September 6, 2008


1.  Girl power at school, but not at the office.  My wife actually noticed the opposite of this when moving from a west coast working environment to a southern academic setting.

2.  With the conflict between Russia and Georgia, two nations with McDonald's outlets have finally gone to war with each other.  I've always heard it referred to as the Golden Arches Theory of Conflict Prevention and of course Wikipedia has a roundup of other previous conflicts that may have already disproved the theory.  (via Chris Blattman)

3.  This is a clever idea but other than the morlocks who is this detached from what's going on above ground?

4.  How Pixar Fosters Collective Creativity - interesting read from the Harvard Business Review, here are their three operating principles, applicable I think to a number of sectors:
1. Everyone must have the freedom to communicate with anyone.

2. It must be safe for everyone to offer ideas.

3. We must stay close to innovations happening in the academic community.
5.  Another guilty pleasure blog.

6.  This is old but I had never seen it before:
Food chemists have shown that making a pizza crust with whole wheat flour and cooking it longer releases more antioxidants. These chronic disease-fighting compounds increased by 82 percent when baked at a higher temperature, by 60 percent when baked twice as long and doubled when the dough was left to rise an extra day.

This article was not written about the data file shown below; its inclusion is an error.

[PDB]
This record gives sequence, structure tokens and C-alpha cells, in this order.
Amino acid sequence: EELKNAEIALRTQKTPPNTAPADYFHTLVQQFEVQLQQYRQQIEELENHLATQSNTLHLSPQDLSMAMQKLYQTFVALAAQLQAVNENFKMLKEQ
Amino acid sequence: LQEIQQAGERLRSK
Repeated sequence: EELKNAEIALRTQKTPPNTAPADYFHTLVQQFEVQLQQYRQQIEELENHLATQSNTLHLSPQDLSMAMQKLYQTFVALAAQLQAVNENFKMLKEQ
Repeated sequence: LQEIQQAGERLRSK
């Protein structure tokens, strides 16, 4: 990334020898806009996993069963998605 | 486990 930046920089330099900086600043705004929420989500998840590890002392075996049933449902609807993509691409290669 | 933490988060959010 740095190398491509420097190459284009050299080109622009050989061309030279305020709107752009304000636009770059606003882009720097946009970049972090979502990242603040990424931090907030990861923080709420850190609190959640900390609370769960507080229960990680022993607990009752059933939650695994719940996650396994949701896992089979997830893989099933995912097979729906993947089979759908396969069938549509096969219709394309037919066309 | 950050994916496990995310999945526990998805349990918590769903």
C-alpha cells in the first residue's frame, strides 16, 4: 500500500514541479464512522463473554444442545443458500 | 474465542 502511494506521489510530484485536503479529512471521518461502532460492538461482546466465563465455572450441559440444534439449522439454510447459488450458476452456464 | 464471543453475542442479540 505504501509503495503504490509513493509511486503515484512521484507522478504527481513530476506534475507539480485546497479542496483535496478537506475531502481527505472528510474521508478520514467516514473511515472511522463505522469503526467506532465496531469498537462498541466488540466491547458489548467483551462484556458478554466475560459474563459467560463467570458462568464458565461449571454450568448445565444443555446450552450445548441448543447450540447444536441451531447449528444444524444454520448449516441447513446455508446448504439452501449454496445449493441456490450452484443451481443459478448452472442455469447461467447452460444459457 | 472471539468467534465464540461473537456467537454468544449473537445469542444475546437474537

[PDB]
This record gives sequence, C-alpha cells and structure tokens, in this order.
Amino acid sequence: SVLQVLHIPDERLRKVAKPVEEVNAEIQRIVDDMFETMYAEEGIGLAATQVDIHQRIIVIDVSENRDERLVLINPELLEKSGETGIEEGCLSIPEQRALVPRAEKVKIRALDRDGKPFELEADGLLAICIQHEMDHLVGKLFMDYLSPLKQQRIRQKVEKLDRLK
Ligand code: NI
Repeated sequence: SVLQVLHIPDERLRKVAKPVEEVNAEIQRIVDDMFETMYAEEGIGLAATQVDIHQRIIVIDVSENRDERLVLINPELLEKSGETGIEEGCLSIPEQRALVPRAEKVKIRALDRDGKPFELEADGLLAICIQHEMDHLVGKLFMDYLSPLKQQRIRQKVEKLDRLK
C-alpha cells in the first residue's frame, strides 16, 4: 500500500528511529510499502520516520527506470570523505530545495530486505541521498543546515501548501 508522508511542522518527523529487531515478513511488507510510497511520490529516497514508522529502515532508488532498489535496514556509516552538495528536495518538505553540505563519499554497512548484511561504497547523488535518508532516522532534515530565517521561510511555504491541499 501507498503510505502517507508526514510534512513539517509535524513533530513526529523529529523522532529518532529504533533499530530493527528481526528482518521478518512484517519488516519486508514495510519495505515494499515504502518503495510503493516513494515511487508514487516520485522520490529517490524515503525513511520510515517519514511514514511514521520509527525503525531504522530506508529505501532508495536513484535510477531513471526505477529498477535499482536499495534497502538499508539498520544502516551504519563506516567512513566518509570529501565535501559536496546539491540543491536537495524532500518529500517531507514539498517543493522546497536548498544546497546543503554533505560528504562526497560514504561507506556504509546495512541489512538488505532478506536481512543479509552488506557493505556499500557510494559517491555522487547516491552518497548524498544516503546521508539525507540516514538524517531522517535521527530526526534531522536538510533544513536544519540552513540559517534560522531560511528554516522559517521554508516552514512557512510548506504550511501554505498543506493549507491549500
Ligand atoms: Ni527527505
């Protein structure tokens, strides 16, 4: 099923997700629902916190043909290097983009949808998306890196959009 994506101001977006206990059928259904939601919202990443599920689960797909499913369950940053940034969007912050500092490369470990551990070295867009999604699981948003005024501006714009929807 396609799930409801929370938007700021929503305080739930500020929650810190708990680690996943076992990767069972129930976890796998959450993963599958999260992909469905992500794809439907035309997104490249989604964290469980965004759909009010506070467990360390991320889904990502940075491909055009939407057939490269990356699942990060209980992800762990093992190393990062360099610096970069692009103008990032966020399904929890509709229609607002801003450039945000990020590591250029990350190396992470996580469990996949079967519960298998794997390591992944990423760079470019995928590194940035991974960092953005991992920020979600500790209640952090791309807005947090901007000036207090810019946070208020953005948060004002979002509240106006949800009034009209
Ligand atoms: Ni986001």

7.  What Saddleback's Pastor Really Thinks About Politics - I've been trying to give this piece in the WSJ its own post for over a week now and just haven't found the time, so I'm giving it up and burying it in the links, but you should really read it.  It's the best thing I've read to date on what the Evangelical political landscape actually looks like as we approach November:
'Overhyped." That's how the Rev. Rick Warren describes the notion that the evangelical vote is "up for grabs" in this election. But what about the significance of the evangelical left, I asked the pastor of Saddleback Church after his forum with the presidential candidates last weekend. "This big," he says, holding his thumb and forefinger about an inch apart.


Anonymous said...

Thanks very much for this link.
Makes me want to read more of Warren.

a conversationalist said...